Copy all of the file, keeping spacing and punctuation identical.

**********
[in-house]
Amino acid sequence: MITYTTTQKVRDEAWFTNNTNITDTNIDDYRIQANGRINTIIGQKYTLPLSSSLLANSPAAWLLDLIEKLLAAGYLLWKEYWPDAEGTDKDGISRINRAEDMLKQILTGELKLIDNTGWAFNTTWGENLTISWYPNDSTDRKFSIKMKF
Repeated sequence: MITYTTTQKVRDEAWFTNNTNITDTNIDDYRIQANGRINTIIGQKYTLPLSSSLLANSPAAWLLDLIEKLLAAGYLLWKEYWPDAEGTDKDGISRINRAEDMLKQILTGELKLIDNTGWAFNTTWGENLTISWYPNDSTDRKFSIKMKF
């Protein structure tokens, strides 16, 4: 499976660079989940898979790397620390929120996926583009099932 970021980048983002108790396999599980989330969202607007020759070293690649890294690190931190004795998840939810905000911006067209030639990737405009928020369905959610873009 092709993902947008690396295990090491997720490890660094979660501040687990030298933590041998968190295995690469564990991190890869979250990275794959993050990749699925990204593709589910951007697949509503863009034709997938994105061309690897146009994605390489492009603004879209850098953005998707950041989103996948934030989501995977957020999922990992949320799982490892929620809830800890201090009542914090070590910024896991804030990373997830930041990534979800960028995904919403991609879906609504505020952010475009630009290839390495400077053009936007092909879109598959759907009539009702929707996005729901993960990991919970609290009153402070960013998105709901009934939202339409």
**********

[in-house]
Amino acid sequence: MITYTTTQKVRDEAWFTNNTNITDTNIDDYRIQANGRINTIIGQKYTLPLSSSLLANSPAAWLLDLIEKLLAAGYLLWKEYWPDAEGTDKDGISRINRAEDMLKQILTGELKLIDNTGWAFNTTWGENLTISWYPNDSTDRKFSIKMKF
Repeated sequence: MITYTTTQKVRDEAWFTNNTNITDTNIDDYRIQANGRINTIIGQKYTLPLSSSLLANSPAAWLLDLIEKLLAAGYLLWKEYWPDAEGTDKDGISRINRAEDMLKQILTGELKLIDNTGWAFNTTWGENLTISWYPNDSTDRKFSIKMKF
């Protein structure tokens, strides 16, 4: 499976660079989940898979790397620390929120996926583009099932 970021980048983002108790396999599980989330969202607007020759070293690649890294690190931190004795998840939810905000911006067209030639990737405009928020369905959610873009 092709993902947008690396295990090491997720490890660094979660501040687990030298933590041998968190295995690469564990991190890869979250990275794959993050990749699925990204593709589910951007697949509503863009034709997938994105061309690897146009994605390489492009603004879209850098953005998707950041989103996948934030989501995977957020999922990992949320799982490892929620809830800890201090009542914090070590910024896991804030990373997830930041990534979800960028995904919403991609879906609504505020952010475009630009290839390495400077053009936007092909879109598959759907009539009702929707996005729901993960990991919970609290009153402070960013998105709901009934939202339409």